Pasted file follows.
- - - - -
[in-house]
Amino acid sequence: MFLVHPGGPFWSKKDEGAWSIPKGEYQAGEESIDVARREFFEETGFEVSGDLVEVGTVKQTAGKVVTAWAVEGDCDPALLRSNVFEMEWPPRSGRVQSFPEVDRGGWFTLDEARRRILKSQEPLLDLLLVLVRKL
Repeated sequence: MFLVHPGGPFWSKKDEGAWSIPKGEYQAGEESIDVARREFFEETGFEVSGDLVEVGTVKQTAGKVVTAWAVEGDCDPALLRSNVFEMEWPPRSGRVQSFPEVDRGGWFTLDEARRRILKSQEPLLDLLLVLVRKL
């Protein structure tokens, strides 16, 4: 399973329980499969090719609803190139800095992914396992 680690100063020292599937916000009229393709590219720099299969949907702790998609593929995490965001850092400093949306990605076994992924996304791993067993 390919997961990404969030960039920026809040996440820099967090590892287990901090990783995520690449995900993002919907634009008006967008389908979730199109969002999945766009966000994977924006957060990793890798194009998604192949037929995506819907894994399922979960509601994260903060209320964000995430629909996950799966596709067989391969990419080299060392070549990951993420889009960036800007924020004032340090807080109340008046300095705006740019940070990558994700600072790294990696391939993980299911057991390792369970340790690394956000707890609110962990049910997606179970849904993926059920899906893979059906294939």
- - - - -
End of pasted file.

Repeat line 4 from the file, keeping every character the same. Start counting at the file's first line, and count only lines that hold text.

């Protein structure tokens, strides 16, 4: 399973329980499969090719609803190139800095992914396992 680690100063020292599937916000009229393709590219720099299969949907702790998609593929995490965001850092400093949306990605076994992924996304791993067993 390919997961990404969030960039920026809040996440820099967090590892287990901090990783995520690449995900993002919907634009008006967008389908979730199109969002999945766009966000994977924006957060990793890798194009998604192949037929995506819907894994399922979960509601994260903060209320964000995430629909996950799966596709067989391969990419080299060392070549990951993420889009960036800007924020004032340090807080109340008046300095705006740019940070990558994700600072790294990696391939993980299911057991390792369970340790690394956000707890609110962990049910997606179970849904993926059920899906893979059906294939």